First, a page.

Key Takeaways

  • Child support does not change either parent’s taxes. Period. It’s like a tax-free event.
  • Claiming a child on your taxes CAN have some tax benefits, and parents can decide who gets to claim the kid
  • Declaring a kid may allow you to deduct their medical expenses, claim the Head of Household status and many valuable Tax Credits

Why are child support taxes important for women?

According to the Census Bureau, 80% of custodial parents are women. If that’s you, you know how critical child support is to your financial picture. And as a result, who gets to claim the kid (and receive the tax benefits) often comes up for negotiation.

As a financial advisor for single women and moms, this makes me (really) nervous and slightly angry. Around 75% of single moms do not receive their full child support. But because you are the custodial parent, you still have to pay the bills. The tax benefits associated with claiming a child can help reduce your tax bill, which means more money to do that. This is especially true for the lower-earning spouse.

In my view, the tax breaks should always go to the parent doing the soccer laundry, and it’s very important not to sign away.

Can you write off child support?

No. Child support payments cannot be used to reduce the income of the paying parent on their tax return. There is no way to make it a tax deduction, and this makes sense. That income would be used to care for the kid whether the parents are married or divorced.

If someone insists you can write it off, they are thinking of spousal support payments (aka alimony), which changed tax treatment under the Tax Cuts and Jobs Act. Alimony payments are no longer tax deductions for the paying spouse and taxable income for the recipients. (Alimony is also called “spousal maintenance” and is very rare).

Is child support tax deductible?

No. As a general rule, child support is not deductible from either parent’s taxes.

Is child support taxable income?

No. Under federal tax law, no amount of child support received is taxable income. If you receive child support payments, you do not need to report it on your taxes, nor will you pay income taxes on it. That is also true for all state tax reporting systems.

Bottom line, there is no such thing as child support tax.

Who pays taxes on child support payments?

The parent paying child support already had taxes removed from that income when they earned it. This is just like if a couple were married: a parent makes income and pays taxes on it. Then they hand the other parent some money to buy groceries or diapers or a new nightlight for the kids, without any tax implications.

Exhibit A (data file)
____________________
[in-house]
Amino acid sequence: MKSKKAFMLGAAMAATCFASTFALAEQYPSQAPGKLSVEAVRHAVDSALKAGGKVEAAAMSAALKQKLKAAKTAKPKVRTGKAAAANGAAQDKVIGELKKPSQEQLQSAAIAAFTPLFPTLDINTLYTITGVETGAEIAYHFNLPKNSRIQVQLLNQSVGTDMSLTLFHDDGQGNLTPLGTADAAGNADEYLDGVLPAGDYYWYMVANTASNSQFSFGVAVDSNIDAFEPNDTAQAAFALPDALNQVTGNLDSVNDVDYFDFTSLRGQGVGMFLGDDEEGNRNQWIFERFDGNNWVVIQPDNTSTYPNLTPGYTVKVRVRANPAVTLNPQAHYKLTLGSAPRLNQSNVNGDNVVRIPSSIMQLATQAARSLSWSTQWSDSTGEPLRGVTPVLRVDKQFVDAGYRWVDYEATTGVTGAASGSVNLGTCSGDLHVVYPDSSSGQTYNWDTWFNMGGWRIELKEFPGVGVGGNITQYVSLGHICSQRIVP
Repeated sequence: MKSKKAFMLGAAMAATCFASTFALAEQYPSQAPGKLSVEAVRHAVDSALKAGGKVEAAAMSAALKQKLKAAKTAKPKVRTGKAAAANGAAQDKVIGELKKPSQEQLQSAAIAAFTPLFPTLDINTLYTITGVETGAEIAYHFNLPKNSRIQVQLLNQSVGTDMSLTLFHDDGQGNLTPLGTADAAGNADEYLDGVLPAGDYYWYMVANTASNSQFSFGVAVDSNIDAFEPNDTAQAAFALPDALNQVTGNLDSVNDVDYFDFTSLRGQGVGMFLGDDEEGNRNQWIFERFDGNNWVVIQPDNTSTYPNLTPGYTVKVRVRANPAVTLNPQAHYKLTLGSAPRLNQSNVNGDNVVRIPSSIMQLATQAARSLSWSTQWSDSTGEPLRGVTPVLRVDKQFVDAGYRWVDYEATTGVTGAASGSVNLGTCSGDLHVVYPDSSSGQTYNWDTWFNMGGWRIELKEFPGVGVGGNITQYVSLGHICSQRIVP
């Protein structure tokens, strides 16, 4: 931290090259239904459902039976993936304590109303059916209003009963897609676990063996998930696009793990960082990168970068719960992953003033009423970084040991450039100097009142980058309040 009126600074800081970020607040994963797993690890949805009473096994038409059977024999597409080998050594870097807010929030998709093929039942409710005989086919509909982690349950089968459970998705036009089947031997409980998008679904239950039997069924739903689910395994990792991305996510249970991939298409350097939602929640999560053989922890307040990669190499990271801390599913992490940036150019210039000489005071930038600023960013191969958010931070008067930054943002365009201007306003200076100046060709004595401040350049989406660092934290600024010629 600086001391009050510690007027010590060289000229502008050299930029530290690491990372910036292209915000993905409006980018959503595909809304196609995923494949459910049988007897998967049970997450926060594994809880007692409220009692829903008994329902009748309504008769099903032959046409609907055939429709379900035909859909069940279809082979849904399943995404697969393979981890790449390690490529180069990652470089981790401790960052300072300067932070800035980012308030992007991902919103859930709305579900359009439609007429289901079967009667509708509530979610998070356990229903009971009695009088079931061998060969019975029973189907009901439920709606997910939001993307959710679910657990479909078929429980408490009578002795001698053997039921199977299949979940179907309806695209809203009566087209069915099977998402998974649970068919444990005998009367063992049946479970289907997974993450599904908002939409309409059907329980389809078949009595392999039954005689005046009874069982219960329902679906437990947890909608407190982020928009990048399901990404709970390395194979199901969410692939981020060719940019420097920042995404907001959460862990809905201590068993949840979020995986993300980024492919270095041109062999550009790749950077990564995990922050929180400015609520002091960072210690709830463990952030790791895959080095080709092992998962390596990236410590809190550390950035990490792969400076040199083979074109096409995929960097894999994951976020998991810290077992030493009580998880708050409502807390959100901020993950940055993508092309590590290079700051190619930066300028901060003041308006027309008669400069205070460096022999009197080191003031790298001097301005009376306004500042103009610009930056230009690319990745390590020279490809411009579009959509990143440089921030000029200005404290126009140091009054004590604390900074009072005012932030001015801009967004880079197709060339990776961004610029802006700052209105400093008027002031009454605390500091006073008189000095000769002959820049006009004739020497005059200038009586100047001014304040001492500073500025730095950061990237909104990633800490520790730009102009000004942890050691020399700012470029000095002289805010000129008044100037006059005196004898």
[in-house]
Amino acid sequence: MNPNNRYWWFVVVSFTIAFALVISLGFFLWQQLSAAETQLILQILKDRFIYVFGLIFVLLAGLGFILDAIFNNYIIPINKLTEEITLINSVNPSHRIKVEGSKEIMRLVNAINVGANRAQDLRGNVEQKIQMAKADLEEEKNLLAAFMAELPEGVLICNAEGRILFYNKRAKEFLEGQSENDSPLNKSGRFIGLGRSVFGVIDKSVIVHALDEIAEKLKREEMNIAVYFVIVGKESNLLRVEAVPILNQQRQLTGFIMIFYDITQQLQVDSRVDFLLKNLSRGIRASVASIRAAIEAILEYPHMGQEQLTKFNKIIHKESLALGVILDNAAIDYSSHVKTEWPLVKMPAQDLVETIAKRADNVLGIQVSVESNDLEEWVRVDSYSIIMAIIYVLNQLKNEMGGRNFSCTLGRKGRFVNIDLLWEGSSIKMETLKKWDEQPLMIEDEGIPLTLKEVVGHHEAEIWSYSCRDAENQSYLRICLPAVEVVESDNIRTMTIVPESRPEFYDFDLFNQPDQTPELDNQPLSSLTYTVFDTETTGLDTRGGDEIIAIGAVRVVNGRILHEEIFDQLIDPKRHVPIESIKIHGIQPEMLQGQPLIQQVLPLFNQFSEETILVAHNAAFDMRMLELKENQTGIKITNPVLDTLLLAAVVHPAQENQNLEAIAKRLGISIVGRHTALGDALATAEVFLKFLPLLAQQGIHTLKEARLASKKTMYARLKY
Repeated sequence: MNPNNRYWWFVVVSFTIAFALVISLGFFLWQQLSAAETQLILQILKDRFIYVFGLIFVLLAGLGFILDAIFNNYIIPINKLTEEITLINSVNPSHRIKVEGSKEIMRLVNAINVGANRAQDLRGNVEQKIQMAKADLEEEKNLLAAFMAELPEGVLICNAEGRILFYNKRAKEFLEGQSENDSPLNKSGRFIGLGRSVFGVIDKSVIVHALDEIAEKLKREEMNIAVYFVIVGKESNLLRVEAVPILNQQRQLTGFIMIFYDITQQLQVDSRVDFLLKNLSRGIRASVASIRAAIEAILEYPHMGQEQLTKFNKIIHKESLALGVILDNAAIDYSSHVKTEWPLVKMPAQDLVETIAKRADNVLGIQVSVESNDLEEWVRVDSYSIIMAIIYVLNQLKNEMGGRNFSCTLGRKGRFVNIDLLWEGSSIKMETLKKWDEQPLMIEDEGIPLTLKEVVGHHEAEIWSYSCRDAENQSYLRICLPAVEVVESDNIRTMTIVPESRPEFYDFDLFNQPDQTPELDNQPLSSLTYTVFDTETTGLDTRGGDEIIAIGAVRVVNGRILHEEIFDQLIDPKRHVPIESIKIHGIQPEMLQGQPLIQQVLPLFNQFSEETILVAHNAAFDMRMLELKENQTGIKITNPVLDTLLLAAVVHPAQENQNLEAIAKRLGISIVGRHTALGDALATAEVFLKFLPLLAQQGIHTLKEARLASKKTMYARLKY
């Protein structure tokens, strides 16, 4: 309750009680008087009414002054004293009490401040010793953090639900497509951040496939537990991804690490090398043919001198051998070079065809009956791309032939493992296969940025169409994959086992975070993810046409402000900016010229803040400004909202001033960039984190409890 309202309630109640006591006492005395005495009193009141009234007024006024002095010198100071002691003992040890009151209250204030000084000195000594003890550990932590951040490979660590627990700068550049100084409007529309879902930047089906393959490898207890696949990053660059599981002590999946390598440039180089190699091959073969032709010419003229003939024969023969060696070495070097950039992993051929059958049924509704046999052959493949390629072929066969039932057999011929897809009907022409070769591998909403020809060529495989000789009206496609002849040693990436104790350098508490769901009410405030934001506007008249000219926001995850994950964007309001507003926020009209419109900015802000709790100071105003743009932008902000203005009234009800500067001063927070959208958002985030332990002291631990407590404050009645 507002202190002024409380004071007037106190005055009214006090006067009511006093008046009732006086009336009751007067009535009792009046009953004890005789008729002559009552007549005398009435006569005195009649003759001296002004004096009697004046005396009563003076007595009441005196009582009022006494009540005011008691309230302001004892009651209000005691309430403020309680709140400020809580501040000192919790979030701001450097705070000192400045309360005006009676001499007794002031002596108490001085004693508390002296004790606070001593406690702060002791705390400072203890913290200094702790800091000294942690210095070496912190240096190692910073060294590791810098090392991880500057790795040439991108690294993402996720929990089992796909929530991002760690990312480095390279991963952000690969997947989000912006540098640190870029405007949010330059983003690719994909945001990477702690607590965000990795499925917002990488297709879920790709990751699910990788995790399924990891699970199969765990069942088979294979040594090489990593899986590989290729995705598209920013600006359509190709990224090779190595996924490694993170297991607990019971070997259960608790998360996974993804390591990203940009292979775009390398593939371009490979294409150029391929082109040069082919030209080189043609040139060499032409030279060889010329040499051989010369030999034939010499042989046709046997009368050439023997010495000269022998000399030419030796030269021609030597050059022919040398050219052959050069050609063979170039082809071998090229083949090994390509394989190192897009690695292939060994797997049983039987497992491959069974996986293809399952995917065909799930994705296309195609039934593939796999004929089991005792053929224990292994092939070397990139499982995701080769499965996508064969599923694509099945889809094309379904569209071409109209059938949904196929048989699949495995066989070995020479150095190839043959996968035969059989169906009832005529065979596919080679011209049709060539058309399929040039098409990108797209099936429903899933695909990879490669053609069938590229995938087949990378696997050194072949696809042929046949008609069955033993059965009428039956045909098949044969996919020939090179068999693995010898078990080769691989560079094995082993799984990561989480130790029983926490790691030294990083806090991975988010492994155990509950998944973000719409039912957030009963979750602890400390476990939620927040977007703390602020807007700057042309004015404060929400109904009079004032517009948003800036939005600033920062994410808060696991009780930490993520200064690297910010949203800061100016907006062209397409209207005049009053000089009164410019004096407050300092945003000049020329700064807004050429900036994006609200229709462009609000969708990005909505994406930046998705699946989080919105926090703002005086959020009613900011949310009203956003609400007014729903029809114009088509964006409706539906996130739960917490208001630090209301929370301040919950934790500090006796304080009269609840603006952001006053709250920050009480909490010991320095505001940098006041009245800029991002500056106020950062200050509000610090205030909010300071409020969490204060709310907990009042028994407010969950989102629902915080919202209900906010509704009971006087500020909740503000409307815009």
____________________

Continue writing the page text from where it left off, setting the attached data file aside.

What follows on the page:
Child support and SNAP/WIC eligibility

In one of the most messed up corners of American politics, there is a strong relationship between child support payments and WIC/SNAP eligibility. When a parent receives child support payments, these are usually considered income for the purposes of calculating SNAP eligibility. This is true whether or not those payments are part of a custody and support agreement, court order, or just a handshake.

Child tax credits for divorced parents

Declaring a qualifying child on your taxes can help you qualify for tax credits. These credits can help reduce the taxes owed and even lead to a refund. Valuable!

Historically, noncustodial parents who pay child support or alimony payments (usually, Dad) would try to negotiate for the right to claim their kids. But in a world where alimony is rare and child support payments don’t always appear, I think tax credits should generally stick with the custodial parent.

Read our post on the best Tax Breaks for Single Moms.

Can the noncustodial parent claim the children? 

Yes! Only one parent can claim the child for tax purposes, and the IRS will assume it’s the custodial parent. But parents who share custody (or even those who don’t) can trade or negotiate for the right to claim the kid on their return. And get the juicy tax credits!

Some divorces dictate this in their written separation agreement; others do not. If separated or unmarried parents do not have a divorce agreement, the Internal Revenue Service gives the custodial parent the right by default.

I strongly encourage divorcing Moms to NOT negotiate away this right. You can grant it on a year-by-year basis, but if you have minor children, please do not sign it away in perpetuity. Why? If he ghosts, you have to take him to court to get it back, and it is very valuable.

If the noncustodial parent wishes to claim the child on his/her return, then the custodial parent will have to give written permission to be passed along with the non-custodial parent’s tax return. This is called a dependency exception.

Important: The Dependency Exemption 

In order to transfer a kid from one return to another (and the tax credits that might go with them), parents need to meet these three conditions:

  1. One or both parents provided more than half of the child’s total support for the year (e.g. grandma didn’t pay the family’s housing, food etc, for more than half the year, because then she might be able to claim the child as a dependent)
  2. One or both parents have custody of the child for more than half of the year (e.g. they didn’t live with grandma for more than half the year, because then she might be able to claim the child as a dependent)